Along with announcing the much-anticipated "Operation Twist," the Federal Reserve also is likely to use language to assure markets that the central bank plans an active hand in managing the economy, former Fed Governor Randy Kroszner said.
Though he thinks investors are counting for a bit too much from the Fed , Kroszner said the organization's Open Markets Committee will deliver at least some help.
"They're likely to do some of this so-called 'Operation Twist,'" he said in a CNBC interview. "But a lot of it is going to be 'shout.' That is, just talking about where they may be going, just communication rather than concrete moves."
Operation Twist is a program first implemented 50 years ago in which the central bank sells short-term and buys long-term debt. The goal is to compress the difference between in yields between debt—flattening the yield curve —in order to drive down long-term borrowing costs, which already are at or near record lows.
Wall Street has spent the past several weeks talking up the possibility of Operation Twist, so any failure to deliver could impact markets.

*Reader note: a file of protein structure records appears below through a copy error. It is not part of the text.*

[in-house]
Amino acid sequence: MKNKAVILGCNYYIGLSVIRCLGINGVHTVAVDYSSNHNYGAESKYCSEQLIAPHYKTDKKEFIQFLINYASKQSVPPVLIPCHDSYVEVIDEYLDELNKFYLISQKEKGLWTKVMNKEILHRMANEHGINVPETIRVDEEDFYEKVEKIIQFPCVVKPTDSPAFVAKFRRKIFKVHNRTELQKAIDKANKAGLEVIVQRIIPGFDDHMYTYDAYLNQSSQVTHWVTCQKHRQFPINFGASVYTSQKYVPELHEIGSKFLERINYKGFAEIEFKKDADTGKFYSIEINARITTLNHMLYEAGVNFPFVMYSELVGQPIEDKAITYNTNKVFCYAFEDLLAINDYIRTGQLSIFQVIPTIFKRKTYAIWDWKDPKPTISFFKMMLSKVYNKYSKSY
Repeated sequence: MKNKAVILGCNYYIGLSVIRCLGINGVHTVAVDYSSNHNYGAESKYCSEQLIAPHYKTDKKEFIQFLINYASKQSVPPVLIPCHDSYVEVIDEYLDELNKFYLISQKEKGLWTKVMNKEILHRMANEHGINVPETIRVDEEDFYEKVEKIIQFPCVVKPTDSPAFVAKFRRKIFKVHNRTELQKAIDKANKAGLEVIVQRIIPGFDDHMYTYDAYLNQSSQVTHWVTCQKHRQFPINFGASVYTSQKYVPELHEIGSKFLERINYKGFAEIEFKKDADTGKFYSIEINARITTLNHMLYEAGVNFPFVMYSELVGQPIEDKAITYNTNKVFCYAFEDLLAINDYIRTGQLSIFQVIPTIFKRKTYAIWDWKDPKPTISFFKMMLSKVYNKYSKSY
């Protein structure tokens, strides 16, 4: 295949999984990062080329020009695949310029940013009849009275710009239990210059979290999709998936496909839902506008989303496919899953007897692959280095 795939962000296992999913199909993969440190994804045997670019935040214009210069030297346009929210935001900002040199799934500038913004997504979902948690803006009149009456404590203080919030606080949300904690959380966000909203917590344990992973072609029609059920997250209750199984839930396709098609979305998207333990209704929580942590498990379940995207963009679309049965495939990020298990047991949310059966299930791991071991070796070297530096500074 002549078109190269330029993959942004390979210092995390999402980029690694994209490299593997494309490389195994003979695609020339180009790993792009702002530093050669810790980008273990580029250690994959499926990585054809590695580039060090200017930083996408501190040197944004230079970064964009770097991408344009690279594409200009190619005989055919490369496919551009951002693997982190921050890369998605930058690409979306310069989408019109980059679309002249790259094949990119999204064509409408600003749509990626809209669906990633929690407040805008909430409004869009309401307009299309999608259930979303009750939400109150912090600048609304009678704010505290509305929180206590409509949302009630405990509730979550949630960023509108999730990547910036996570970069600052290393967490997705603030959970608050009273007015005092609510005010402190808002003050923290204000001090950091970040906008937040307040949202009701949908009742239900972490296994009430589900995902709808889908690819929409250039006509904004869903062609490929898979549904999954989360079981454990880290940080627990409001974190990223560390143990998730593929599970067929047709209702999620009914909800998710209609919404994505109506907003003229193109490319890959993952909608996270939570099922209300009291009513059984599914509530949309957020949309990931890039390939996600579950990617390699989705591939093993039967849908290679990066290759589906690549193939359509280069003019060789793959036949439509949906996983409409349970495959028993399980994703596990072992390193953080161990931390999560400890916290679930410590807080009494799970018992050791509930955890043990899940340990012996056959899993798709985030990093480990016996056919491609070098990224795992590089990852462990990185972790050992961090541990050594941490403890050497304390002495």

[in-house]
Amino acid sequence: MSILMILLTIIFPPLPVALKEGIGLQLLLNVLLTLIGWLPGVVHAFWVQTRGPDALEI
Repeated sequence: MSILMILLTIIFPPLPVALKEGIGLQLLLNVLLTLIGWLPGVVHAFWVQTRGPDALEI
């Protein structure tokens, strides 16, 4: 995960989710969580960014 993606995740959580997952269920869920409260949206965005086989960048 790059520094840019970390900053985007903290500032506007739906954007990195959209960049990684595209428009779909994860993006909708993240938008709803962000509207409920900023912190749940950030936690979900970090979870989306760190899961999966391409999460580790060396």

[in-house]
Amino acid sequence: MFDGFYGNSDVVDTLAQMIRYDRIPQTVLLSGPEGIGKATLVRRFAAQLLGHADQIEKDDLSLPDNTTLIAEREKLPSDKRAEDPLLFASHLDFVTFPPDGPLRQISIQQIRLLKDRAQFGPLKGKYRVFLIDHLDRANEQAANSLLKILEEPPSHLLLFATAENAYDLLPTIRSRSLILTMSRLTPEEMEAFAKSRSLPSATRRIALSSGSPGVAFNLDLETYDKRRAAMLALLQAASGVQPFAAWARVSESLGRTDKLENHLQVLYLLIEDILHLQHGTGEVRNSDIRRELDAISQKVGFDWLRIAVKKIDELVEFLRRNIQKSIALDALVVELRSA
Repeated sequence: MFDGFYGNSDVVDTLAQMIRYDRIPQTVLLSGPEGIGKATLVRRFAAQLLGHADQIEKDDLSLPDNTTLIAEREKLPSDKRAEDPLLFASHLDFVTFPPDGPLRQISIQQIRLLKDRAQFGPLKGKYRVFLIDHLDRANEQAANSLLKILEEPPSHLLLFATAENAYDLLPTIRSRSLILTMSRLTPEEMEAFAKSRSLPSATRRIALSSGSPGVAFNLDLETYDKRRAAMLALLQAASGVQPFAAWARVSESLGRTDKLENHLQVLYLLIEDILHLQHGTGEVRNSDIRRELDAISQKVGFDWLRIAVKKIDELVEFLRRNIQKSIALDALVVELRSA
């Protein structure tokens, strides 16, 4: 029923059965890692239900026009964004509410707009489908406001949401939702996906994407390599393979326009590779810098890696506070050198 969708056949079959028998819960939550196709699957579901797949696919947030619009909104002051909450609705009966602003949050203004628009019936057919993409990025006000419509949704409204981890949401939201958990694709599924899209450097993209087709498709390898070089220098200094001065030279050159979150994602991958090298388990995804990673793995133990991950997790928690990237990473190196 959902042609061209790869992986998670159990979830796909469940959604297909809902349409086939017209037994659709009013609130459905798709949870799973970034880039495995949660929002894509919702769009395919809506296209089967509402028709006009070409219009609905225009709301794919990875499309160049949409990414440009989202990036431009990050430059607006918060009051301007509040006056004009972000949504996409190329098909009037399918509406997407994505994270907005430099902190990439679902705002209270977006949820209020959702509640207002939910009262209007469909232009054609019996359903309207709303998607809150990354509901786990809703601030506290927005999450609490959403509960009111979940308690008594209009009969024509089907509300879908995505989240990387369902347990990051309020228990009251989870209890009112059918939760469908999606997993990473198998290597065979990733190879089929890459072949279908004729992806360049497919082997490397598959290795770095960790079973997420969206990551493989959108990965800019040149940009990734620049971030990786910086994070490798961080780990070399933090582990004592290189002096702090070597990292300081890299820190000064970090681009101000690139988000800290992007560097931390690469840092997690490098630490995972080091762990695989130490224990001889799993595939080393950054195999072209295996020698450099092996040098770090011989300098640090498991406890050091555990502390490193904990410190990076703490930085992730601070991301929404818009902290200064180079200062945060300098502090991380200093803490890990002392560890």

Among the "shout" options the Fed would have center on setting a specific inflation target, raising the possibility of decreasing the interest it pays on bank deposits, and continuing its easy monetary policies.
Kroszner, who served on the Fed from 2006-2009 and is now a professor of economics at the University of Chicago Booth School of Business, cautioned that the intensity of the talk could be premature.
"The market may be a little ahead of themselves (thinking) that they're going to get everything today," he said. "There's a lot of tension around the table where to go. What the chairman's going to try to do is build as strong a consensus as he can for what he thinks needs to be done right now."